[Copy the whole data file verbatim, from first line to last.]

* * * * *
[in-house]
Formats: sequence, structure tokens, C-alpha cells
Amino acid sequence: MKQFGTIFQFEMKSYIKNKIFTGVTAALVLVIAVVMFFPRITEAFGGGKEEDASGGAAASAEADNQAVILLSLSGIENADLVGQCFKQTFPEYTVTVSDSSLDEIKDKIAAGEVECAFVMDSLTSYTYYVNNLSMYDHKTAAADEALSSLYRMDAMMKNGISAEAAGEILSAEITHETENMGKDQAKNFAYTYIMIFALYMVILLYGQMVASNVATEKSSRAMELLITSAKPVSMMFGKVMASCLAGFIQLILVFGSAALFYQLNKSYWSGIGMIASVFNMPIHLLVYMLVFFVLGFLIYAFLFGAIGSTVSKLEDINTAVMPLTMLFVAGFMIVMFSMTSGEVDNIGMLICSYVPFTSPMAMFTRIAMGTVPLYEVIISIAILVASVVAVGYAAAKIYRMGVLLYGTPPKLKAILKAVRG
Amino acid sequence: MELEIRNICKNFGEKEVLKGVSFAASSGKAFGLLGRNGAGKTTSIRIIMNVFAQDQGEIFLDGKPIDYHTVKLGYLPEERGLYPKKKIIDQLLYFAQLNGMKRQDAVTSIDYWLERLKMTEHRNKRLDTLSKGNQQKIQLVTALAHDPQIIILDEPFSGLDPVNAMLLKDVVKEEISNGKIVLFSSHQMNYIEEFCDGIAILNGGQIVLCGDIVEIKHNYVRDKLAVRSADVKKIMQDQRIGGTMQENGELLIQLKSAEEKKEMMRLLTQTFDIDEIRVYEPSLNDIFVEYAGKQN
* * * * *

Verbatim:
[in-house]
Formats: sequence, structure tokens, C-alpha cells
Amino acid sequence: MKQFGTIFQFEMKSYIKNKIFTGVTAALVLVIAVVMFFPRITEAFGGGKEEDASGGAAASAEADNQAVILLSLSGIENADLVGQCFKQTFPEYTVTVSDSSLDEIKDKIAAGEVECAFVMDSLTSYTYYVNNLSMYDHKTAAADEALSSLYRMDAMMKNGISAEAAGEILSAEITHETENMGKDQAKNFAYTYIMIFALYMVILLYGQMVASNVATEKSSRAMELLITSAKPVSMMFGKVMASCLAGFIQLILVFGSAALFYQLNKSYWSGIGMIASVFNMPIHLLVYMLVFFVLGFLIYAFLFGAIGSTVSKLEDINTAVMPLTMLFVAGFMIVMFSMTSGEVDNIGMLICSYVPFTSPMAMFTRIAMGTVPLYEVIISIAILVASVVAVGYAAAKIYRMGVLLYGTPPKLKAILKAVRG
Amino acid sequence: MELEIRNICKNFGEKEVLKGVSFAASSGKAFGLLGRNGAGKTTSIRIIMNVFAQDQGEIFLDGKPIDYHTVKLGYLPEERGLYPKKKIIDQLLYFAQLNGMKRQDAVTSIDYWLERLKMTEHRNKRLDTLSKGNQQKIQLVTALAHDPQIIILDEPFSGLDPVNAMLLKDVVKEEISNGKIVLFSSHQMNYIEEFCDGIAILNGGQIVLCGDIVEIKHNYVRDKLAVRSADVKKIMQDQRIGGTMQENGELLIQLKSAEEKKEMMRLLTQTFDIDEIRVYEPSLNDIFVEYAGKQN